Happy Hanukkah! (and can we officially retire “Thanksgivukkah”?)
Whether you celebrate the holiday or not, it’s almost impossible to avoid the deluge of posts, articles, and images regaling the joys of everyone’s favorite Hanukkah treat – latkes!
These crispy addictive potato pancakes are eagerly awaited all year long – and I’ve been churning them out every December for over 20 years. While they are not at all complicated to make, there are a few tips to ensure the most crisp/tender and flavorful results every time.
I’my so excited to share a recipe I’ve been making for my family for many, many years, along with all of the tried and true tips that I’ve gathered along the way. Be sure to read through the entire recipe before starting so you can make note of the do-ahead suggestions and get started in advance.
Note: I love this “twist” on traditional latkes, with the addition of lots of grated zucchini. The recipe doubles, triples, and even quadruples (yes, I’ve done it!) beautifully, in case you need to feed a crowd. And while you can’t beat the texture and “crunch” that hand-grated potatoes provide, I appreciate the convenience of the food processor for pureeing the onions and potatoes – especially when making large batches!
Zucchini Potato Latkes
adapted from Gourmet Magazine
3 russet (baking) potatoes (about 1 ½ pounds)
1 onion, quartered
2 t. white-wine vinegar
2 t. kosher salt
1 ½ pounds zucchini (about 3), scrubbed and trimmed
1 t. dried thyme
2 T. flour
2 large eggs
vegetable oil for frying
applesauce and/or sour cream as accompaniments
The night before:
Peel the potatoes and cut them into chunks. Transfer to a large pot or bowl filled with cold water to cover and place in the fridge.
Quarter the onion – cover and refrigerate.
Using a hand grater or the grating disc of your food processor, coarsely grate the zucchini. Cover and refrigerate.
The day of:
Drain the potatoes – puree in your food processor with the onion, vinegar and 1 t. of the salt. Transfer the puree to a large sieve set over a bowl.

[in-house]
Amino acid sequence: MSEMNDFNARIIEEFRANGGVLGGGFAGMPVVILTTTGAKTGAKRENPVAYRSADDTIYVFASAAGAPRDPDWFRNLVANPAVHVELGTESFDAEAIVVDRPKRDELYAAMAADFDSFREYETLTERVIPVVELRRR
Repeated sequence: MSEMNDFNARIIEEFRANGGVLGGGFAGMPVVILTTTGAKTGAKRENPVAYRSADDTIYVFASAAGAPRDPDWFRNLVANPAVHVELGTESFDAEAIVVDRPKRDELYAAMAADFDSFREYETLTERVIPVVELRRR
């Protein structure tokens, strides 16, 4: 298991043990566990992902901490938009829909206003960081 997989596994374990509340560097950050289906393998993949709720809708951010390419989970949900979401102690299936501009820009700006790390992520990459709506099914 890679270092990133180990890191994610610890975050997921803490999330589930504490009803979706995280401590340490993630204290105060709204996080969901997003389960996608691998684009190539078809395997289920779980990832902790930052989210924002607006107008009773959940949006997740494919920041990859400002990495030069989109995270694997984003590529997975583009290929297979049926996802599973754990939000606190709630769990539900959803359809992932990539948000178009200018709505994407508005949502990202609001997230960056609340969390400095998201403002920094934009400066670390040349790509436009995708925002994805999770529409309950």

Drain any liquid from the zucchini – toss with the remaining 1 t. salt and add to potato mixture. Weight it with a plate and a 5-pound can (to extract the liquid) for 30-60 minutes.
Pour off the liquid in the bowl, but leave the potato starch that is left at the bottom. Add the potato mixture, thyme, flour, eggs and pepper to taste, and combine well, being sure to scrape the starch up from the bottom.
Prepare several baking sheets with double layers of paper towels.
In a large skillet heat 1/4″ of oil over moderately high heat until it is hot but not smoking – ideally between 360 and 375 degrees. Don’t have a candy or deep-fry thermometer? You can tell when the oil is at the right temperature a few different ways:
1. Sprinkle a pinch of flour over the oil – if it sizzles, it’s ready
2. Place an unpopped popcorn kernel into the oil. When it pops, the oil is ready.
3. Drop a small piece of bread into the oil. If it takes about a minute to brown, the temperature is right.
Start with a “test” latke – I like to use the spoon I eat soup with from my cutlery set for just the right size. Drop it into the oil and pat it down lightly. When it is golden brown around the edges, flip (I use 2 forks for the easiest “flip”). When browned on the other side transfer to your prepared baking sheet.
Continue frying in batches – don’t crowd the pan as this will lower the temperature of the oil.
Serve latkes immediately, with sour cream and applesauce to accompany.
You can make latkes in advance! Of course they are best served hot out of the pan but this isn’t always possible. Here’s how to make them ahead of time:
Up to 4 hours ahead, cook latkes as instructed above. When cooled, remove paper towels and cover loosely with plastic wrap – keep at room temperature for up to 4 hours (Do NOT refrigerate! This results in heavy, mushy latkes).
When ready to serve, re-heat in a 375 oven for 7-10 minutes, till crisp.
You can also freeze latkes! Re-heat straight from the freezer for best results – do not thaw or refrigerate.